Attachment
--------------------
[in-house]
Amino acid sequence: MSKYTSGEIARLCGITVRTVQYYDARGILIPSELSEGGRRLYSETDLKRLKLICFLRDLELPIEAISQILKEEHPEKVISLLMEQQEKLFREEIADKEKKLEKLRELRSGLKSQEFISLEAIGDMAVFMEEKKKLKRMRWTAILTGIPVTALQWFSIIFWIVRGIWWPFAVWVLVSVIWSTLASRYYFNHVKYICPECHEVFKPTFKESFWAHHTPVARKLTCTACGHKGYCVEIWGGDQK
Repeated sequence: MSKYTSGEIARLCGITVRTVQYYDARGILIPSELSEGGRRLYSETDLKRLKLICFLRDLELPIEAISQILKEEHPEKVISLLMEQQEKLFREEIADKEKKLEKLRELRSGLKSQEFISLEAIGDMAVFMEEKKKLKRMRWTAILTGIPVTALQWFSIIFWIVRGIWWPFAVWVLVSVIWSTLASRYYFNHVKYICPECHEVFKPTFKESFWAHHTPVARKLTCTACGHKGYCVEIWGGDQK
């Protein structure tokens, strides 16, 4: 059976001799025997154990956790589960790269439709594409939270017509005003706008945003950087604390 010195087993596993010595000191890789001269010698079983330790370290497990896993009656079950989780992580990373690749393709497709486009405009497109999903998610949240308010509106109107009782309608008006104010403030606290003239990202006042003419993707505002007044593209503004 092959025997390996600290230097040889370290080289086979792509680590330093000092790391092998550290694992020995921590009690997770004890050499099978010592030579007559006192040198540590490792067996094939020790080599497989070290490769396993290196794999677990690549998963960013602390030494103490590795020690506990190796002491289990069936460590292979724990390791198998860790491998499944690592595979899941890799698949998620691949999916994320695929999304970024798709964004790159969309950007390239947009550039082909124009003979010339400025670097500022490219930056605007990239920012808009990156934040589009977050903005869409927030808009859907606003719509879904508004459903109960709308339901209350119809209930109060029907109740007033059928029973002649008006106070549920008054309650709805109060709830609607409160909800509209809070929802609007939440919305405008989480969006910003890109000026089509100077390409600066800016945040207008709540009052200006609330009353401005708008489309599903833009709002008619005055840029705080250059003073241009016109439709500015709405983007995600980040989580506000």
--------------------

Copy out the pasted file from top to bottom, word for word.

[in-house]
Amino acid sequence: MSKYTSGEIARLCGITVRTVQYYDARGILIPSELSEGGRRLYSETDLKRLKLICFLRDLELPIEAISQILKEEHPEKVISLLMEQQEKLFREEIADKEKKLEKLRELRSGLKSQEFISLEAIGDMAVFMEEKKKLKRMRWTAILTGIPVTALQWFSIIFWIVRGIWWPFAVWVLVSVIWSTLASRYYFNHVKYICPECHEVFKPTFKESFWAHHTPVARKLTCTACGHKGYCVEIWGGDQK
Repeated sequence: MSKYTSGEIARLCGITVRTVQYYDARGILIPSELSEGGRRLYSETDLKRLKLICFLRDLELPIEAISQILKEEHPEKVISLLMEQQEKLFREEIADKEKKLEKLRELRSGLKSQEFISLEAIGDMAVFMEEKKKLKRMRWTAILTGIPVTALQWFSIIFWIVRGIWWPFAVWVLVSVIWSTLASRYYFNHVKYICPECHEVFKPTFKESFWAHHTPVARKLTCTACGHKGYCVEIWGGDQK
């Protein structure tokens, strides 16, 4: 059976001799025997154990956790589960790269439709594409939270017509005003706008945003950087604390 010195087993596993010595000191890789001269010698079983330790370290497990896993009656079950989780992580990373690749393709497709486009405009497109999903998610949240308010509106109107009782309608008006104010403030606290003239990202006042003419993707505002007044593209503004 092959025997390996600290230097040889370290080289086979792509680590330093000092790391092998550290694992020995921590009690997770004890050499099978010592030579007559006192040198540590490792067996094939020790080599497989070290490769396993290196794999677990690549998963960013602390030494103490590795020690506990190796002491289990069936460590292979724990390791198998860790491998499944690592595979899941890799698949998620691949999916994320695929999304970024798709964004790159969309950007390239947009550039082909124009003979010339400025670097500022490219930056605007990239920012808009990156934040589009977050903005869409927030808009859907606003719509879904508004459903109960709308339901209350119809209930109060029907109740007033059928029973002649008006106070549920008054309650709805109060709830609607409160909800509209809070929802609007939440919305405008989480969006910003890109000026089509100077390409600066800016945040207008709540009052200006609330009353401005708008489309599903833009709002008619005055840029705080250059003073241009016109439709500015709405983007995600980040989580506000």